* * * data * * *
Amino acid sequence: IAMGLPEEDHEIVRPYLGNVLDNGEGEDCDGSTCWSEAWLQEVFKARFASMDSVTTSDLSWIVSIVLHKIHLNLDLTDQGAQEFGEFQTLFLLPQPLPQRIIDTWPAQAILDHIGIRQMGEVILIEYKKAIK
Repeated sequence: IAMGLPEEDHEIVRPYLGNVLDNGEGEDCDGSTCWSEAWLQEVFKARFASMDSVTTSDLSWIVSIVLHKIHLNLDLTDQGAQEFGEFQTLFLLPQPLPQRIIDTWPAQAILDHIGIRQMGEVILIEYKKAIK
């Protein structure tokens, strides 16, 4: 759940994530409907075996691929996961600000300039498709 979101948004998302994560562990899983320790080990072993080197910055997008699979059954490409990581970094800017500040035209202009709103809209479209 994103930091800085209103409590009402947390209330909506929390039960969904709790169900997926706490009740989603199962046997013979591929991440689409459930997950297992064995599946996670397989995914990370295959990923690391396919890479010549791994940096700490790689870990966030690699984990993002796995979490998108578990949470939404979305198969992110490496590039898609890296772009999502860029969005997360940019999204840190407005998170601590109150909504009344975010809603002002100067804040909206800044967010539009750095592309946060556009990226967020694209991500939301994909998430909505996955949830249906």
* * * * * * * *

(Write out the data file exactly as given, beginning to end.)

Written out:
Amino acid sequence: IAMGLPEEDHEIVRPYLGNVLDNGEGEDCDGSTCWSEAWLQEVFKARFASMDSVTTSDLSWIVSIVLHKIHLNLDLTDQGAQEFGEFQTLFLLPQPLPQRIIDTWPAQAILDHIGIRQMGEVILIEYKKAIK
Repeated sequence: IAMGLPEEDHEIVRPYLGNVLDNGEGEDCDGSTCWSEAWLQEVFKARFASMDSVTTSDLSWIVSIVLHKIHLNLDLTDQGAQEFGEFQTLFLLPQPLPQRIIDTWPAQAILDHIGIRQMGEVILIEYKKAIK
């Protein structure tokens, strides 16, 4: 759940994530409907075996691929996961600000300039498709 979101948004998302994560562990899983320790080990072993080197910055997008699979059954490409990581970094800017500040035209202009709103809209479209 994103930091800085209103409590009402947390209330909506929390039960969904709790169900997926706490009740989603199962046997013979591929991440689409459930997950297992064995599946996670397989995914990370295959990923690391396919890479010549791994940096700490790689870990966030690699984990993002796995979490998108578990949470939404979305198969992110490496590039898609890296772009999502860029969005997360940019999204840190407005998170601590109150909504009344975010809603002002100067804040909206800044967010539009750095592309946060556009990226967020694209991500939301994909998430909505996955949830249906």